The following is a rehash of an internal blog post I did for the office. ESXi allows for different types of datastore connections and the following is the “quick and dirty” on those connections. Please do NOT consider this the be all and end all regarding ESXi and datastores, it is more like a “Coles Notes”.
ESXi allows for multiple methods to connect to a "datastore". The three methods we are most interested in for our customers are a LOCAL datastore, an NFS datastore or an iSCSI datastore.
The most obvious datastore is the LOCAL one created out of local disk on an ESXi server. The rules surrounding a local datastore are simple – the controller that manages the disks MUST be on the VMware HCL and the datastore will be created with default settings (1MB index blocks so a total max file size of 256GB with in the datastore) if ESXi is installed against the internal disks. This is something that you need to keep in mind IF there is a large amount of internal disk that will be used for a datastore and you have a requirement for VMDK’s that will be larger than 256GB. If you require settings other than the default ones for the local datastore then you will need to install ESXi to a USB stick and boot form the stick. Once booted from the stick you’ll be able to create a local datastore using whatever parameters that suit your purposes. Keep in mind that you will then need to always boot from the USB stick as ESXi is not installed against the local disk. Also keep in mind that if you break up the local disk into multiple RAIDsets (you DO use RAID, correct???) then you can install ESXi into one of the RAIDsets and still have the ability to apply your own configuration parameters to datastores created in the other RAIDsets.
An iSCSI datastore is usually created after ESXi has been installed on a server. The iSCSI data source (a SAN, a QNAP, a Windows server, whatever) has to be configured to allow access by the ESXi server. Once ESXi and the iSCSI source are connected, ESXi can format the datastore as per your required parameters. An iSCSI datastore is created within an iSCSI container which is really (as far as ESXi is converned) a pool of RAW storage. ESXi is capable of totally managing the internal "structure" of the datastore and parameters such as max file size are completely controlled by ESXi. Both an internal datastore and an iSCSI datastore can support multiple VM’s using ESXi’s built in file contention manager. The advantage of the individual datastores (as in individual iSCSI containers) is that resource contention is managed by the device but it does create an extra layer of required management (lots of iSCSI connections to track). FibreChannel SAN’s connectivity and datastores work in much the same fashion as iSCSI.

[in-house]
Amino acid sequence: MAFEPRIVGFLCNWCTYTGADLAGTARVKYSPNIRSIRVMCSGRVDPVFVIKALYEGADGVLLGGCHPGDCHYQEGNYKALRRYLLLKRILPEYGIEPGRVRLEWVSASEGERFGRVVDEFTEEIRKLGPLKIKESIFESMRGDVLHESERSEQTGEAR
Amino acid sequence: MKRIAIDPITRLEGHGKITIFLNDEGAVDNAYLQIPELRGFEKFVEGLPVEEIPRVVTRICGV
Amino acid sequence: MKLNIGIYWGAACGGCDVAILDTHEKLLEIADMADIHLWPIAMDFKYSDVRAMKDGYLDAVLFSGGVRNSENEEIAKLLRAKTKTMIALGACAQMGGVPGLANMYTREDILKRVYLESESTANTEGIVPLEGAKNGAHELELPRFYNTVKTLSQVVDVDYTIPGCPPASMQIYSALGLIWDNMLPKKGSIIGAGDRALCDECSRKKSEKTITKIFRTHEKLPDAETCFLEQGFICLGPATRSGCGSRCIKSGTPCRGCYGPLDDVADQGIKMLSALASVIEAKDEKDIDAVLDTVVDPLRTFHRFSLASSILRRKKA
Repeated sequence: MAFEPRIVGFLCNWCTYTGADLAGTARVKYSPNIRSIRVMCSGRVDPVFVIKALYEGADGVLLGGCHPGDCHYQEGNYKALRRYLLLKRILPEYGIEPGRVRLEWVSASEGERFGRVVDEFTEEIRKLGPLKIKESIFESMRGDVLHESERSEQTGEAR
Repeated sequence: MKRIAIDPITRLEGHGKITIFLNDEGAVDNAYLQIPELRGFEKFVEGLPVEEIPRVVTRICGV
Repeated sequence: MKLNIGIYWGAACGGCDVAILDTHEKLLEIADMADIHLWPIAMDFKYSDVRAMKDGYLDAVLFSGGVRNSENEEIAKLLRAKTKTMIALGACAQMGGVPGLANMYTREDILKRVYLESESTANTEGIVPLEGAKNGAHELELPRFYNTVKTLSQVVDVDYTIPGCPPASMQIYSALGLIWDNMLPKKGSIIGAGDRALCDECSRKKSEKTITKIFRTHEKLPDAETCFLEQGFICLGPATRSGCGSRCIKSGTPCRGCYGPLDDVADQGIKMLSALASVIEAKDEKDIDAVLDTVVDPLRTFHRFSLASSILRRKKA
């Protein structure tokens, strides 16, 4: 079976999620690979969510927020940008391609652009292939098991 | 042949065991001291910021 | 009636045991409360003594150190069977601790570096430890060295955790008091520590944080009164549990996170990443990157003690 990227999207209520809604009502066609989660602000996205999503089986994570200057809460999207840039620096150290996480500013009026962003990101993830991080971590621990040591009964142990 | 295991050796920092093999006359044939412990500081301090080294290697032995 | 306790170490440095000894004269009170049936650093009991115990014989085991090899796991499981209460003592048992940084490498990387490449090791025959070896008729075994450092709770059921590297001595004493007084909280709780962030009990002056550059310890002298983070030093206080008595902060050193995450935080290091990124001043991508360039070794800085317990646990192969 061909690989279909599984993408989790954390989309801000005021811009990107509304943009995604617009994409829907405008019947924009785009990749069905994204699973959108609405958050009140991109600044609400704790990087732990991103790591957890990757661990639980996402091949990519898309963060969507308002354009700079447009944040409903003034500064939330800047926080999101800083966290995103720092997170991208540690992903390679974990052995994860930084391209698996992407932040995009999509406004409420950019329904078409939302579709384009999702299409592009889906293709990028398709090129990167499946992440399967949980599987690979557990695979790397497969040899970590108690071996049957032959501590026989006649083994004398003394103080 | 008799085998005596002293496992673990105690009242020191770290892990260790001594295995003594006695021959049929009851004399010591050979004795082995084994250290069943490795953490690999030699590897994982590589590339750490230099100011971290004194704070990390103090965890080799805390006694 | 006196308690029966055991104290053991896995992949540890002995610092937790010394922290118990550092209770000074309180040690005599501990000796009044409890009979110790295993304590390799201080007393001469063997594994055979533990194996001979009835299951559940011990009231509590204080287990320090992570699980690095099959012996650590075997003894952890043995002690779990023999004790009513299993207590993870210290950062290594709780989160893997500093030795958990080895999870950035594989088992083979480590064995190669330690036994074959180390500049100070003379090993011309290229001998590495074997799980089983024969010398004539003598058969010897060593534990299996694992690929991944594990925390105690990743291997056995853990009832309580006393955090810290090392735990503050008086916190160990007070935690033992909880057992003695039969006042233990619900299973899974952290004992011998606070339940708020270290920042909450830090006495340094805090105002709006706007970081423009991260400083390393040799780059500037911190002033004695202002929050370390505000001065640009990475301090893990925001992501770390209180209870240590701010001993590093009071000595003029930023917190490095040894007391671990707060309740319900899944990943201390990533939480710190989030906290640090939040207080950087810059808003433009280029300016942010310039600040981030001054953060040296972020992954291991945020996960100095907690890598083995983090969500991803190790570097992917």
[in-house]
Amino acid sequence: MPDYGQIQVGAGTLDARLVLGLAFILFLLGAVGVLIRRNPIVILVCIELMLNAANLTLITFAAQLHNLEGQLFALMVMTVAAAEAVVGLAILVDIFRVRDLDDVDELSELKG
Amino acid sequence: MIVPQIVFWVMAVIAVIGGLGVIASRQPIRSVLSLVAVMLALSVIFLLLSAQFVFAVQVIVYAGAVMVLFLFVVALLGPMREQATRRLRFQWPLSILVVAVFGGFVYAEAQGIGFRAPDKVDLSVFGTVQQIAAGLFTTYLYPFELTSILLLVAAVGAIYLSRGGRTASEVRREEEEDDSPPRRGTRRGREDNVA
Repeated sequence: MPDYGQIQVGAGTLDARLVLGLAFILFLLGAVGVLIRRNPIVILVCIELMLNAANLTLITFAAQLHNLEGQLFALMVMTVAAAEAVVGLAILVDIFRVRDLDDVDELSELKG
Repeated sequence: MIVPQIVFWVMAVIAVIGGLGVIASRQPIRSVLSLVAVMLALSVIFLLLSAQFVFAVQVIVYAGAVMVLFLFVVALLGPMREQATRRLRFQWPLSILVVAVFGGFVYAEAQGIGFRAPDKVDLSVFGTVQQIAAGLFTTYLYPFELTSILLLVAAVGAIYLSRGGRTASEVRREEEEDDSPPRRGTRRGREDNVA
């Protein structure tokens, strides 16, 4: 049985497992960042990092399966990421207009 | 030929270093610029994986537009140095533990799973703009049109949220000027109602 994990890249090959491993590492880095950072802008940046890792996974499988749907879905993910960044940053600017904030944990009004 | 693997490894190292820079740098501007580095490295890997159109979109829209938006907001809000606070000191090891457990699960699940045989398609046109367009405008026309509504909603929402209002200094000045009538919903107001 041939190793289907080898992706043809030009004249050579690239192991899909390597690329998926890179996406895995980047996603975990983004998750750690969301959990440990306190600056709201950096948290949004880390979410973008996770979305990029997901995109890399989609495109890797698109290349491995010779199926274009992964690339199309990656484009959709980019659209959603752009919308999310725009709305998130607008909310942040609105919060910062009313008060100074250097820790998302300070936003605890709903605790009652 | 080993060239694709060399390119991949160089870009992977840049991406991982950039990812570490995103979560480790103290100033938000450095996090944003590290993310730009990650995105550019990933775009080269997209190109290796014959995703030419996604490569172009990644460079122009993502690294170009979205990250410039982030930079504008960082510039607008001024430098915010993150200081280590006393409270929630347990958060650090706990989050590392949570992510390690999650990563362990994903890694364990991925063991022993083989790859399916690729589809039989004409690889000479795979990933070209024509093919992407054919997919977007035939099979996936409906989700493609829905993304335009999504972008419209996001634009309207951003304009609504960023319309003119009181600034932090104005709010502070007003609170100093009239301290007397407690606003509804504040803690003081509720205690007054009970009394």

The last methodology for connection to a datastore is NFS. NFS is near and dear to an old Unix geek like me as it predated all of the other network connection protocols for data sharing. It is also the easiest network protocol for ESXi to use for a networked datastore. You simply set up the NFS share on your NFS box (a network filer, a QNAP, a Unix, Linux or OS X box), set the appropriate permissions and then connect ESXi to the NFS share (in much the same manner as you would connect a Windows client to a Windows Server share). ESXi cannot format the NFS share as it is not RAW storage, the NFS share is actually a connection into a live, formatted native filesystem on the NFS host machine. Therefore, ESXi cannot really manage anything within the NFS store; it just reads and writes files like any other NFS client. This means that a given NFS store cannot support multiple VM’s accessing it as the ESXi contention manager cannot manage the files. You can create multiple NFS shares on the host server and then map the NFS connections per individual VM and then the NFS host will manage access but it is not as efficient as ESXi’s contention manager or the contention management provided by a SAN.
The other big difference between NFS and iSCSI is one of access to the files outside of ESXi. As iSCSI is "container based" the host device (like a QNAP) can’t "see" inside the container, at least not directly. Using a QNAP as an example, the Web File Manager will display the contents of all the filesystems and directories on the box but will ONLY display an iSCSI container as one filesystem object; you can’t see the contents of the iSCSI container without using an iSCSI connection into the box. NFS, on the other hand, is just a protocol layered over top of an already existing filesystem. If you use the Web File Manager on a QNAP to look at a directory that is being presented as an NFS share you will be able to see the files within the folder without a problem. Obviously, NFS is less "secure" than iSCSI from that point of view so access to the actual file folders on the NFS host has to be monitored and restricted.
I hope this helps understand the whole datastore connectivity thing.